There was a time, early on in my loss, where I felt like I was constantly on the search for my husband. Every second of every day was spent , in my mind and heart, trying to locate him somehow. People kept telling me over and over and over that he is always with me, that he is in my heart, and all those other cliche', blah-blah-blah things that people say that make you want to punch them. It meant nothing to me. It meant nothing to me because I couldn't feel any of that. I was not feeling him near me. I was not having dreams of him. I felt like he was here one second with me, and then just gone forever. Sudden, unexpected, shocking death will do that - it will make you feel as if you are going insane every hour of every day. How the hell can someone be here one second, and then just be gone? How can you have gone to bed together the night before, and then wake up to a ringing phone telling you that your life is no longer your life? How can a perfectly healthy 46 year old man just collapse and die? These questions played inside me daily, hourly, for over 2 years. Until one day, they stopped playing.
Well, that isn't 100% accurate. They didn't simply stop overnight. It was somewhat gradual, and even now, I still ask these questions over and over, and I still get no answers. Of course, I never will get answers. But lately, I ask these questions much less often, and I no longer spend minutes and hours staring at ceilings or driving out to fields or looking up at the same spot on the wall, in a desperate-haze, searching for that space where my husband once was. I no longer spend huge gaps of time doing nothing but attempting to discover his whereabouts, or holding my breath and hoping he will finally walk through that door and come home from that work shift he never made it home from.
Almost four years of writing down my every emotion and thought, joining widowed support groups and communities, and seeing my grief-counselor very regularly - has all helped me get to a place where I no longer sit around asking questions that have no answer. And yet, I am very much aware of how important and vital it is for each of us going through this type of loss, to ASK those questions, until you no longer need to anymore. You ask them until you no longer feel like asking them. You ask them until you exhaust yourself from asking them. That is what happens. There is a day that comes when you start to ask that same question about their death, and something inside you says: "Nope. Not today. I don't much feel like it." And then very slowly, you begin to do that with all the other hundreds of questions you have. And then one day, your questions are no longer taking up so much space in your brain. And that is when they come to you. That is when they start sending you signs and messages, or putting people into your path that you need at that exact moment, or people who need YOU. I believe that you have to work through the incredibly hard stuff first, in order to begin to feel them close again.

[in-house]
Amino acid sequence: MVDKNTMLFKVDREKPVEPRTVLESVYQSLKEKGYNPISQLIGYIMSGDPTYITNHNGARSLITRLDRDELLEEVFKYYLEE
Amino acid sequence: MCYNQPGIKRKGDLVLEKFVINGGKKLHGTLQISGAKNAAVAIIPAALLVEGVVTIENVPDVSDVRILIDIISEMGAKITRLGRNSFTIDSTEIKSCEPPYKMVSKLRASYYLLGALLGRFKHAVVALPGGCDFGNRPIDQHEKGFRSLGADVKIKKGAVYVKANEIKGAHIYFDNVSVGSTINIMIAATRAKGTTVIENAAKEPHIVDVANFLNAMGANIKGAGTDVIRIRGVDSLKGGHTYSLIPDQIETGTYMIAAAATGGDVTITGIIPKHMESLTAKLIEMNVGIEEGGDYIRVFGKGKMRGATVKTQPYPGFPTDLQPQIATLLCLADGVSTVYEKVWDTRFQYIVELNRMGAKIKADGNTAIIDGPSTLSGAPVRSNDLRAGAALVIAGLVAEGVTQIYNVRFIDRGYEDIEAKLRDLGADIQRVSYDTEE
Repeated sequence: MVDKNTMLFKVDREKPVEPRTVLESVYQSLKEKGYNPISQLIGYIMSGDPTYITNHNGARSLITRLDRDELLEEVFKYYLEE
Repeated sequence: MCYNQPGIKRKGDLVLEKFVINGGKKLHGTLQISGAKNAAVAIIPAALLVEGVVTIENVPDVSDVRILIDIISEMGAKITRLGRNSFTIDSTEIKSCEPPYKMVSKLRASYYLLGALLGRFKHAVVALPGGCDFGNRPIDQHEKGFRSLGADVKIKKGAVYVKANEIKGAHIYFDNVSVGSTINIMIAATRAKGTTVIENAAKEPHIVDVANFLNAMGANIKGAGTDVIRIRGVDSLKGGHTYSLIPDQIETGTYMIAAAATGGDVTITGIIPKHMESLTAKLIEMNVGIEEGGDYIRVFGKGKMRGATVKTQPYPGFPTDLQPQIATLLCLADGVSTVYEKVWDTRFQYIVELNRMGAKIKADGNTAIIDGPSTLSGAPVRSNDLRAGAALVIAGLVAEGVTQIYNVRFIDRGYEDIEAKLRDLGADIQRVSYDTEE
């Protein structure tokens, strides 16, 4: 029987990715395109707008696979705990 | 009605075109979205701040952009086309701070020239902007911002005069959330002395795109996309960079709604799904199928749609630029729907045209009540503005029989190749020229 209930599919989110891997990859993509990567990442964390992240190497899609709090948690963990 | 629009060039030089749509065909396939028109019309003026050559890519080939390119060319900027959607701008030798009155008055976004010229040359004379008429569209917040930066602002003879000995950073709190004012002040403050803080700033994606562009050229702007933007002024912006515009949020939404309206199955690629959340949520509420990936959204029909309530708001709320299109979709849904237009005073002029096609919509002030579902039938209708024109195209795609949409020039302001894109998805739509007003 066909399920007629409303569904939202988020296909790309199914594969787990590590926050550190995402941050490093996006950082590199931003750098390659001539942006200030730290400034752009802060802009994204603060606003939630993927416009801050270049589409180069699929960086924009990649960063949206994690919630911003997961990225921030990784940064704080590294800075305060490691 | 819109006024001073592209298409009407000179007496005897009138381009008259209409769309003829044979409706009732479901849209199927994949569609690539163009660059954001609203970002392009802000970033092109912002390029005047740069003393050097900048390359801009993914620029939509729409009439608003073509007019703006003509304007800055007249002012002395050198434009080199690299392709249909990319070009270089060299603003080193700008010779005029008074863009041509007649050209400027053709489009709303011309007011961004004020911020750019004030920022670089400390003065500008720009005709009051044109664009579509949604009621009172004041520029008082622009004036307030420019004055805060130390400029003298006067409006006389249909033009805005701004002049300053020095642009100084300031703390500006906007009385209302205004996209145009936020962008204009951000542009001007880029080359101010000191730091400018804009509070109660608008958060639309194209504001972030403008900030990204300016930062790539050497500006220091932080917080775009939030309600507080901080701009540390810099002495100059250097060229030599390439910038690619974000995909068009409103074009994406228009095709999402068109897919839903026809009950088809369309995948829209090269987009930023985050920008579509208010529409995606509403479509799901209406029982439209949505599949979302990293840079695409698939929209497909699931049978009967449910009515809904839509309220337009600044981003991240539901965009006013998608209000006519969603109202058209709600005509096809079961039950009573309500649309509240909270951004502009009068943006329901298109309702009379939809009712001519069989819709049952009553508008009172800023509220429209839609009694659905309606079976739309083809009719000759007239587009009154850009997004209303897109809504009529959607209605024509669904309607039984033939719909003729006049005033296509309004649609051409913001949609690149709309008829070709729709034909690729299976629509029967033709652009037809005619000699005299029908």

It's not the same as having him here with me, for real, on earth. Of course it's not the same. I still long for him to be here with me in that way, to have him here as my husband. But that's never going to happen. What has happened, though, is absolutely beautiful. It is a new and continued connection that I have with my husband. It has gone from me not feeling him anywhere, to me literally feeling him everywhere. He is everywhere for me. He is all over. His energy fuels everything in my life. Its not even something I think about really. It just is. I could list for you all the many many ways he has sent me very obvious signs, especially lately, but I think I will save that for another day. It would take too long. It would fill a hundred pages to list all the ways he comes to me. It is amazing, really. I personally believe it is my "reward" for doing the hard, hard grief work that is necessary to come out on the other side. My grief-counselor told me: "Not everyone gets to experience this. Not everyone has this kind of relationship with the person they love who died. This is profound and on another level entirely, and you have to be open to it to even feel it. It is the reward for being willing to sit inside of the pain and the awfulness for so long and analyze it and break it down. Your relationship with him now is this new thing. You always said marriage is like a beautiful secret between two people. Well, this is what you have now. This is your new secret."
In the early days of loss, people would tell me to talk to my husband out loud, as if he was there. I would try and try, but I didnt feel him there, so while talking out loud, I felt like a complete jackass. Now I just feel love.